Jacob: We thought about making movies for a long time. We went to the Horrorhound Weekend convention in Indianapolis in November of 2007 and my brother bought a copy of Tom Savini's book, Grande Illusions. While looking through the pages it just started to feel like something that we could really do ourselves.
Michael: We had just seen the movie Hatchet and loved the whole slasher thing. We thought that it'd be pretty easy to think up our own story of a psycho in the woods.
Chicagoist: Tell us more about your previous project, Don't Go Into the Woods. What's the most important thing you learned from making it?
Jacob: We came up with the idea from an actual gravestone that we found in the woods behind our house. I don't think anybody is actually buried there, but it is kind of creepy, so we put it in the movie. We thought up a story where a young boy and his dog drowned in a nearby pond and his crazy mother walks around the woods killing anyone that dares to get close to her son. In the movie four kids don't heed the warnings and get hacked off one by one by Old Mrs. Gregory.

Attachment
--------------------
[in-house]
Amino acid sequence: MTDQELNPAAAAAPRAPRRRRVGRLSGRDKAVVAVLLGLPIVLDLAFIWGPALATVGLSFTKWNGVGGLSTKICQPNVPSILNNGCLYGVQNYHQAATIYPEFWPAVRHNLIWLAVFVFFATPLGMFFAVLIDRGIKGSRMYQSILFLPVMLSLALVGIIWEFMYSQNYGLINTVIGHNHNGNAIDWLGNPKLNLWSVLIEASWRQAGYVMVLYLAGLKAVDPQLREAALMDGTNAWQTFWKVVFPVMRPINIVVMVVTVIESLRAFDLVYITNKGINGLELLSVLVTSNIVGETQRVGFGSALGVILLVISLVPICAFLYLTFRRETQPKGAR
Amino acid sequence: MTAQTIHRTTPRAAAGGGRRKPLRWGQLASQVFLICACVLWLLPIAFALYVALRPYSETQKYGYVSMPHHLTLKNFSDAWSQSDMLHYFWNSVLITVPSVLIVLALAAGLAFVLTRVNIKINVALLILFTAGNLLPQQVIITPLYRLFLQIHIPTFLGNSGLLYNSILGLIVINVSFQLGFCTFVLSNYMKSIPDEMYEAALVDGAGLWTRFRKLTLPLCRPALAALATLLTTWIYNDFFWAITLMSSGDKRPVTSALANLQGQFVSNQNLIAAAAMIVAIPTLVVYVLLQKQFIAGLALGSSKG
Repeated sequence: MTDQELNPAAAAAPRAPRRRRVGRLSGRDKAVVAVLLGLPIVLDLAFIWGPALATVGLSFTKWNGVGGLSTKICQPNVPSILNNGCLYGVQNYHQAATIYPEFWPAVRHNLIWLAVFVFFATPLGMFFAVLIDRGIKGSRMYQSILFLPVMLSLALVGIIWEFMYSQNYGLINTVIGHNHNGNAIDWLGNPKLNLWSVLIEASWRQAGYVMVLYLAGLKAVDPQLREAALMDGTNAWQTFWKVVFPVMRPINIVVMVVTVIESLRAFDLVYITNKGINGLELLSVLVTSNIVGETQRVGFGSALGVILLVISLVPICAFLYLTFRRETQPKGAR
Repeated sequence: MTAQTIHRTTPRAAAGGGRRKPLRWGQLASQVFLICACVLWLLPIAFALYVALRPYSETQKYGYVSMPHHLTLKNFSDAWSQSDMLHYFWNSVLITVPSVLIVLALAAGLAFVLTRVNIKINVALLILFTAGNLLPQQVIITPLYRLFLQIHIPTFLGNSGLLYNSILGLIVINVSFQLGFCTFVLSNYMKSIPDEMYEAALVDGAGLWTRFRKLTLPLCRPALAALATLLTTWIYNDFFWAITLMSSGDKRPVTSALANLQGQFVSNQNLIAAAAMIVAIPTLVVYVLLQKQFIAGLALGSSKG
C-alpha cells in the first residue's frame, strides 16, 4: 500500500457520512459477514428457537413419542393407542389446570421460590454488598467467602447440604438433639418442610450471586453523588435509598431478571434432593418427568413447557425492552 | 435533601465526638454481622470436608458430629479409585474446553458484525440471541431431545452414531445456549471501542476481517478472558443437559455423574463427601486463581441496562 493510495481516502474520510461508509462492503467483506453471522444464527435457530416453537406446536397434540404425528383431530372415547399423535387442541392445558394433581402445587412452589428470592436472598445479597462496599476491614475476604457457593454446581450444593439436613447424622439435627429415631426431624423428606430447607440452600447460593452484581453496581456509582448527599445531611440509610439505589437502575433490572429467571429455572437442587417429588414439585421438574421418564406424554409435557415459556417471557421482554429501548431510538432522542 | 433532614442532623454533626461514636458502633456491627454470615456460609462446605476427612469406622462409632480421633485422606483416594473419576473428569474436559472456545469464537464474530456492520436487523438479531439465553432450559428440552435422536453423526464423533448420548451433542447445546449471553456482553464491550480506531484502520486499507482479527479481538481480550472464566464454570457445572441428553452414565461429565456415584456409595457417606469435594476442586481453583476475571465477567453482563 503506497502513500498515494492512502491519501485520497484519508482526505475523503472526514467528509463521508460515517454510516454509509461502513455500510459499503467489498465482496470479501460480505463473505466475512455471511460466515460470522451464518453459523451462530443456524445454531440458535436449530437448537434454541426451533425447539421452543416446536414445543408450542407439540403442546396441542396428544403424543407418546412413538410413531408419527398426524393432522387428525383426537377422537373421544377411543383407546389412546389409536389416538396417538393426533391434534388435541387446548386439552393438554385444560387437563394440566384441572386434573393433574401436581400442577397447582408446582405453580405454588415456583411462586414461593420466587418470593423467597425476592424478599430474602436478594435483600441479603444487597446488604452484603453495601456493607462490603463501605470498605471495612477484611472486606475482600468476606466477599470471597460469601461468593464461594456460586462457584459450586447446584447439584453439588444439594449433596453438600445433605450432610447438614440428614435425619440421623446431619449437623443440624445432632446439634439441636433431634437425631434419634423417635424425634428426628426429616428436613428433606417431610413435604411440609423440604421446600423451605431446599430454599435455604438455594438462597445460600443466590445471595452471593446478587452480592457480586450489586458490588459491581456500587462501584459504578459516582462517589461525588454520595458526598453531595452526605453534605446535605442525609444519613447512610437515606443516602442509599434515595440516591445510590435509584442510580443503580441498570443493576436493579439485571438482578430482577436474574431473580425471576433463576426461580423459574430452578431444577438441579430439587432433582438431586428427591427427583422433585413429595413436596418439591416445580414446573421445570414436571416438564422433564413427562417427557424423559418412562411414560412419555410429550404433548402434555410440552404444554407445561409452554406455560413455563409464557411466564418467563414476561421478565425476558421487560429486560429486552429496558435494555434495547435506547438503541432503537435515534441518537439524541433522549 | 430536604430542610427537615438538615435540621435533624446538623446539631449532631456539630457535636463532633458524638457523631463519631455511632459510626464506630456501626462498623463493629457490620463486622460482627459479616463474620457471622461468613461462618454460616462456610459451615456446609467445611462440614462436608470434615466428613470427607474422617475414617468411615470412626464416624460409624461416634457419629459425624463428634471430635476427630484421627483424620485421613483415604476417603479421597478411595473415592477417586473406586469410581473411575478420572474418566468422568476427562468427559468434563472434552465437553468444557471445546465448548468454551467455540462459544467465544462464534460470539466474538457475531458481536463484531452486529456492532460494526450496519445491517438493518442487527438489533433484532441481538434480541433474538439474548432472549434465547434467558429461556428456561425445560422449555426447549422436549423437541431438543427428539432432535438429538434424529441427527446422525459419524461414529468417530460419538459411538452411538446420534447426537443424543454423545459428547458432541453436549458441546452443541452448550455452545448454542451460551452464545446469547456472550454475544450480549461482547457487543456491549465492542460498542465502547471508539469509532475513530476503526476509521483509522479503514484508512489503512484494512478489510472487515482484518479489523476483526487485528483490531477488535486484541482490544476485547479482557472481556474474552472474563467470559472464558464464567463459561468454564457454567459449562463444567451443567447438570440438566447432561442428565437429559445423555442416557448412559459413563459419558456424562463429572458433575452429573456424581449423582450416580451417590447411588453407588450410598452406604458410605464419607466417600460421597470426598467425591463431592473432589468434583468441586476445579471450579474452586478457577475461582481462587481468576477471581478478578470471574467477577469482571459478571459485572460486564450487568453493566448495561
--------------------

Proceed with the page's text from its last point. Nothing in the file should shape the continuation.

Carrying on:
Michael: Making this movie we learned that it takes a lot more than pointing a camera at someone and saying action. It takes a lot of time. And attention to detail. We had some pretty big screw-ups because we didn't do a lot of planning. Some of it we could fix, but some is still left in the finished movie. We still laugh every time we see that random cow walk through the first scene in the woods! This time around we're taking time to schedule our shooting carefully.
Chicagoist: On your blog you write that "Michael is in charge of how things look" and Jacob "is the idea man." How does that usually work when you're writing the scripts, doing the planning, on the set, and in the editing room? What happens when you disagree?